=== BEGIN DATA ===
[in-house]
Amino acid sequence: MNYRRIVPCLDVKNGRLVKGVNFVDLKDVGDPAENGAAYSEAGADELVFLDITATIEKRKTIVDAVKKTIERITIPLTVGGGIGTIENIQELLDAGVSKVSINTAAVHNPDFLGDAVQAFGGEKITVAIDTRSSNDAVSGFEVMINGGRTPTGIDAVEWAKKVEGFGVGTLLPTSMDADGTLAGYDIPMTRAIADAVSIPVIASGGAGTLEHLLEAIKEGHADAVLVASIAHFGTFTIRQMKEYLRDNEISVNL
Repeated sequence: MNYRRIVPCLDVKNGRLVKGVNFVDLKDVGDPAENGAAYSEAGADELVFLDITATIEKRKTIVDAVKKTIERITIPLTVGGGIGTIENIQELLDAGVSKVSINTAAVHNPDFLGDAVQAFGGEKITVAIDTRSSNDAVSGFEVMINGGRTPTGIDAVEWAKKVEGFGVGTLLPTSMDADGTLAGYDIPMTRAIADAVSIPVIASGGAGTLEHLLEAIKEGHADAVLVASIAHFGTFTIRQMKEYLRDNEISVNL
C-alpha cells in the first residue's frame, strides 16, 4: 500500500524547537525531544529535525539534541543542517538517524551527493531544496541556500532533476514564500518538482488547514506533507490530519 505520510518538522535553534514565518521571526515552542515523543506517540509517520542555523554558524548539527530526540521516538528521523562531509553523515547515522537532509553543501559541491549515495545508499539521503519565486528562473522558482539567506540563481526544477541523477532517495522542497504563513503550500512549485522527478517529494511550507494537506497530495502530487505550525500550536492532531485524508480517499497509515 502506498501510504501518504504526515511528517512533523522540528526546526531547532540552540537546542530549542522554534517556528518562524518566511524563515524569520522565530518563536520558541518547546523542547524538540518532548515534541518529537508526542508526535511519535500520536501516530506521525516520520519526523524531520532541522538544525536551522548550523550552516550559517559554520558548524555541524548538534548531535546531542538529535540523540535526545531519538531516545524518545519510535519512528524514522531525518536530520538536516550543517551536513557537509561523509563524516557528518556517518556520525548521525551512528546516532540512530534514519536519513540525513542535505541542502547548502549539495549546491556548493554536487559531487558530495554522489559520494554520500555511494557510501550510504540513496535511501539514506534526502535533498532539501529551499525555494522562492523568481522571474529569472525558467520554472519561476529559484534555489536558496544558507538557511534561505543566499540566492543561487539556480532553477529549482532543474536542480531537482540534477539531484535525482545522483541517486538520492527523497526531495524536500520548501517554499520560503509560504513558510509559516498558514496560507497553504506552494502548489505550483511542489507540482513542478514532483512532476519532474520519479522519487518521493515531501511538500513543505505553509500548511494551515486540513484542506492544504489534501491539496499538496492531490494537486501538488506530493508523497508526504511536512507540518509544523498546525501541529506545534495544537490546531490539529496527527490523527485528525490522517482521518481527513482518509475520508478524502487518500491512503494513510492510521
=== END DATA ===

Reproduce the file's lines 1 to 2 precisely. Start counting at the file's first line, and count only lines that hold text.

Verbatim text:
[in-house]
Amino acid sequence: MNYRRIVPCLDVKNGRLVKGVNFVDLKDVGDPAENGAAYSEAGADELVFLDITATIEKRKTIVDAVKKTIERITIPLTVGGGIGTIENIQELLDAGVSKVSINTAAVHNPDFLGDAVQAFGGEKITVAIDTRSSNDAVSGFEVMINGGRTPTGIDAVEWAKKVEGFGVGTLLPTSMDADGTLAGYDIPMTRAIADAVSIPVIASGGAGTLEHLLEAIKEGHADAVLVASIAHFGTFTIRQMKEYLRDNEISVNL